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Published In: Species Plantarum 2: 1061. 1753. (1 May 1753) (Sp. Pl.) Name publication detailView in BotanicusView in Biodiversity Heritage Library

Project Name Data (Last Modified On 4/9/2015)
Acceptance : Accepted
Project Data     (Last Modified On 8/5/2009)


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1. Equisetum L. (horsetail, scouring rush)

(Hauke, 1963, 1979)

Plants perennial, homosporous, with rhizomes. Aerial stems erect or less commonly ascending, branched or unbranched, green except for the fertile stems of some species, hollow and with longitudinal canals in the tissue, jointed at the nodes, with a ring of longitudinal ridges. Leaves whorled, reduced, fused for part of their length to form a collarlike sheath around the stem, the lobes appearing as small, tan to black teeth or scales along the tip of the sheath. Sporangia saclike, in whorls on the underside of highly modified leaves (sporangiophores), these peltate, hexagonal in surface view, and aggregated in dense whorls into conelike strobili occurring at the stem or branch tips. Spores 35–70 mm in diameter, green, globose, each with 4 spirally curled, white filaments (elaters) that uncurl upon drying. Gametophytes green, growing at or near the soil surface, disk- to cushion-shaped, irregularly lobed. Fifteen species, worldwide.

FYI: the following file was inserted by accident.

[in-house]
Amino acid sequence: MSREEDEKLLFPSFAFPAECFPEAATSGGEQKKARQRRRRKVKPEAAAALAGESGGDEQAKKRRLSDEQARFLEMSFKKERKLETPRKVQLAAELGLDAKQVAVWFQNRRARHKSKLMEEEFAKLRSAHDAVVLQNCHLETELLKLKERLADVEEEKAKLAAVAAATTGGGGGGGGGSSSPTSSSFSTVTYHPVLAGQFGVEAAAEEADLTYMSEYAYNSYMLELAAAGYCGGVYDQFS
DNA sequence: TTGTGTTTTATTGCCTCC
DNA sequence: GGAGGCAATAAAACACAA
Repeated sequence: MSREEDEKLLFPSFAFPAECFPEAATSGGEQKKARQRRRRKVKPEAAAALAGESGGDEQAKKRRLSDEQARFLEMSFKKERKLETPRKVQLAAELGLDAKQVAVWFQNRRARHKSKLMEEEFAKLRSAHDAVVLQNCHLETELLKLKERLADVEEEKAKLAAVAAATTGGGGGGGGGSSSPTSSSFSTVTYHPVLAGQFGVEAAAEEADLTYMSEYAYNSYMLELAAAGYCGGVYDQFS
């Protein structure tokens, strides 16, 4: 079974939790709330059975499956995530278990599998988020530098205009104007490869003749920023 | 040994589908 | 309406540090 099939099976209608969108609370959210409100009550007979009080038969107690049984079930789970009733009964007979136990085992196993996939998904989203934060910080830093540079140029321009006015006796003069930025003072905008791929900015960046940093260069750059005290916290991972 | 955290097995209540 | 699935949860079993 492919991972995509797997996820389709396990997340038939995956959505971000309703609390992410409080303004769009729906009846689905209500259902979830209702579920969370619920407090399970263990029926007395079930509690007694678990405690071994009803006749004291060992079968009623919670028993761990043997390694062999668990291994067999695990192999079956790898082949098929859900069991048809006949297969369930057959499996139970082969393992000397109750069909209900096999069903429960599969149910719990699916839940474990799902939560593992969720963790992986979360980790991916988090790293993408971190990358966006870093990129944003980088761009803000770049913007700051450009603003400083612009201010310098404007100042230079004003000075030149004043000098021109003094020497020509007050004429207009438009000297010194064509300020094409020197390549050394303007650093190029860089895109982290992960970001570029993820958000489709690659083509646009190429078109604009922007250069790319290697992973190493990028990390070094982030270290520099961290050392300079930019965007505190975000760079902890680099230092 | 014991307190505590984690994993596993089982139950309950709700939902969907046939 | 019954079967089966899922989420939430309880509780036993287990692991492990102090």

The strobili of Equisetum species are conelike, with dense, hexagonal plates in surface view. At maturity, the internodes between the whorls of sporangiophores elongate, allowing the spores to be shed. The green spores are relatively short-lived and germinate quickly under proper conditions. The four elaters associated with each spore spread when the spores dry and apparently aid in spore dispersal. Vegetative reproduction of the plants is accomplished by water, as portions of rhizomes are washed downstream during floods and later form new roots and aerial stems.


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1.Aerial stems dimorphic; vegetative stems green, with regular whorls of branches; fertile stems pink to tan or white and unbranched at the time that spores are shed
Equisetum arvense
1.Aerial stems monomorphic, unbranched or sometimes irregularly branched at some nodes
2.Stems somewhat rough to the touch; leaf sheaths with a broad, dark band near the base, usually also with a white band in the middle and a thin, dark band at the tip, the teeth sometimes persistent at maturity; tips of strobili sharp-pointed
Equisetum hyemale var. affine
2.Stems smooth; leaf sheaths green except sometimes for a thin dark band at the tip, the teeth usually shed before maturity; tips of strobili rounded, less commonly with a blunt point
Equisetum laevigatum
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